On the afternoon of December 24th, Maria and Juliane boarded Flight 508 with no idea what lay ahead. The plane had been 7 hours late, and many passengers were already anxious that the flight would not take off at all.

Eventually, after many complaints, everyone was seated, and the crew prepared for takeoff.

Lightning Doesn’t Strike Twice

The mother-daughter duo sat two rows from the back, with an excited Juliane taking the window seat. Take off went smoothly, and Maria relaxed a little once they were up in the air.

In her memoir, Juliane recalled how her mother found the process of flying ‘unnatural’, and it was a cause of anxiety for her. Halfway through the flight, things began to take a turn for the worse.

A swarm of black clouds descended upon the sky, limiting visibility and plunging the cabin into darkness. Things didn’t get any easier for the passengers who experienced extreme turbulence.

Juliane described it as ‘the plane jumping up and down’ and recalled seeing baggage from the overhead lockers flying in all directions.

Bags, pillows and food were being flung violently up and down, left to right, and that is when Maria began to panic.

Just as passengers thought their flight couldn’t get any worse, they saw bright white flashes outside their windows. The flashes of light became brighter and crept closer.

Fifteen minutes before the plane was due to land, a large flash of lightning struck one of the motors, crumbling it instantly. The plane ‘jumped’ before descending into a rapid nose dive.

Juliane as a teenager before boarding her flight back to Panguana where she lived with her parents. Image via Daily Mail.

The last thing Juliane remembers her mother saying was, “That is the end, it’s all over.” in an eerily calm voice.

In an instant, the screams of passengers and cabin crew and the whir of the plane’s engines cut out, and Juliane had no idea what was happening to her.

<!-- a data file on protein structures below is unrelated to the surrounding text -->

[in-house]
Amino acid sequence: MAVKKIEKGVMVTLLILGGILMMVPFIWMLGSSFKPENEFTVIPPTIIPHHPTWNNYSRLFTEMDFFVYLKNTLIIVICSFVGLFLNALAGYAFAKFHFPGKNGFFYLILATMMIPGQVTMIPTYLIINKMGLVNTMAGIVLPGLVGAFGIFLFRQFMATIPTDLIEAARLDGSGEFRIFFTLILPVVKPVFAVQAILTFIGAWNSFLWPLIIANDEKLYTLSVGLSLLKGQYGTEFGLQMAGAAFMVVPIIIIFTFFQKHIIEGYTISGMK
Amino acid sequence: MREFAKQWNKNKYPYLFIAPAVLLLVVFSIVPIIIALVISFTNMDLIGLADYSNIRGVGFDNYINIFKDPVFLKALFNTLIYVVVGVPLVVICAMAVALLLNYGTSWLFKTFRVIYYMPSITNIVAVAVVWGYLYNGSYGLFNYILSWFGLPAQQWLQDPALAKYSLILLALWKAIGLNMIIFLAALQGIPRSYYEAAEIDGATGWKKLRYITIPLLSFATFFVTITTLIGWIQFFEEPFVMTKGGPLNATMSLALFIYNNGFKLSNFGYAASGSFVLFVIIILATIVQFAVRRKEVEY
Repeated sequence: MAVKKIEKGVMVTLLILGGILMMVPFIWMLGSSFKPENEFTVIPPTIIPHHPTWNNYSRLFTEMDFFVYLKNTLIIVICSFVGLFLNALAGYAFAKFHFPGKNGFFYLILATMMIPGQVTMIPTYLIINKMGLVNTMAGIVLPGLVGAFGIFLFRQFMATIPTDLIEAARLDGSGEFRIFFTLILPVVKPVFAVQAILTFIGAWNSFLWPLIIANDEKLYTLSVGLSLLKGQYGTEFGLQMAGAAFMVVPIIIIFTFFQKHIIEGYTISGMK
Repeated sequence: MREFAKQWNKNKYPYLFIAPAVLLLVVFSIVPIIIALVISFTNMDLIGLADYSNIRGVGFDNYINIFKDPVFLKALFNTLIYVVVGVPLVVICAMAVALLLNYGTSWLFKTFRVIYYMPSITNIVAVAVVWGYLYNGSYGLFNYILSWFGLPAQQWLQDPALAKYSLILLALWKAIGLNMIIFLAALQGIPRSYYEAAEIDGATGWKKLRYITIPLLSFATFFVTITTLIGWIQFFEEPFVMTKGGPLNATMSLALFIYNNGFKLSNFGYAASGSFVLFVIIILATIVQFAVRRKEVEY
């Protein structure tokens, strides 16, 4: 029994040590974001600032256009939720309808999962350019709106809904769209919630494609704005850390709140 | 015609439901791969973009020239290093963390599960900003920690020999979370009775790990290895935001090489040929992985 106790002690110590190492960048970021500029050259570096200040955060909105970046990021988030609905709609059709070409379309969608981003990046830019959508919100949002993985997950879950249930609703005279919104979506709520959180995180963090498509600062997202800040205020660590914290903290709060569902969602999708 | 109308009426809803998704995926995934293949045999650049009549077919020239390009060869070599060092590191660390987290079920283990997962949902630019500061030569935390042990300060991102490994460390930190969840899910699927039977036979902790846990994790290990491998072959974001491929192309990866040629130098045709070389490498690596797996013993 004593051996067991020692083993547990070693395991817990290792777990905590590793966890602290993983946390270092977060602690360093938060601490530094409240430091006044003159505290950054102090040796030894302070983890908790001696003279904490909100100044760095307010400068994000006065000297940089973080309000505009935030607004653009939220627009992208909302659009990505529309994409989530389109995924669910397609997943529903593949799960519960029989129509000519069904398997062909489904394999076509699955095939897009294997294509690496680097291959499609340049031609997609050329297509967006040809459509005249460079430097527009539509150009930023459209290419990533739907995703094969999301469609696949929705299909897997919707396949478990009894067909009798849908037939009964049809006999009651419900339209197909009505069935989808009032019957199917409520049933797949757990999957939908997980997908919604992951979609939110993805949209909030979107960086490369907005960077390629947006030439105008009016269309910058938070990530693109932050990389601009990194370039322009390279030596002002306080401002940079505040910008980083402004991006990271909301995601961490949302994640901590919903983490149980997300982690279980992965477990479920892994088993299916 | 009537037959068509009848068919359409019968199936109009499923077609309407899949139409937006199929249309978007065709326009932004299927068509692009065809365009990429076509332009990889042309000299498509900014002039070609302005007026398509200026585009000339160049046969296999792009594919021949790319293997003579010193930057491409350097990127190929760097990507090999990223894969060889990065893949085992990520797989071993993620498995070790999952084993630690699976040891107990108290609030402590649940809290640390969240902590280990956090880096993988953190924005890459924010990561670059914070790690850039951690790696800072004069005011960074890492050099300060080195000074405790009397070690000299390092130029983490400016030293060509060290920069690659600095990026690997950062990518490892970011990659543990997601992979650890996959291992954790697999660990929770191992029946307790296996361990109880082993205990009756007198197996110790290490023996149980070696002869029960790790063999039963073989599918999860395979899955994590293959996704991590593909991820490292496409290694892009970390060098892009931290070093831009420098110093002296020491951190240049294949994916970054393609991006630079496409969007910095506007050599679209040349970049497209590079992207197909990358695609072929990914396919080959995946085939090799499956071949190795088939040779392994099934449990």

It took a few seconds for the realisation to dawn on her: she was freefalling from the plane in mid-air. She was still strapped into her seat with her head hanging over her heels.

She told the New York Times, “I was outside, in the open air. I hadn’t left the plane; the plane had left me.”

Into The Amazon

According to Juliane, the only other thing she can remember is seeing the canopy of the Amazon rainforest growing ever closer to her, and then, she blacked out.

It wasn’t until the next day, Christmas, that she awoke, still strapped into her aeroplane seat. She looked around for other survivors, but she was utterly alone.

Dazed, Juliane found a safe place to sit and realised she had suffered a concussion, a broken collar bone, along with a myriad of other scrapes and bruises.

At least, that is what she believed in that moment. Juliane’s injuries were later assessed, and it was discovered she had large gashes on her legs, which she believed to be ‘superficial’.

It turns out that she had ruptured a ligament in her knee, but she did not let this stop her from completing her first objective: finding her mother.

She spent the day looking around, but there was no sign of her mother. Juliane, at just 17 years old, had to come to the realisation that her mother was dead, and now, she needed to survive.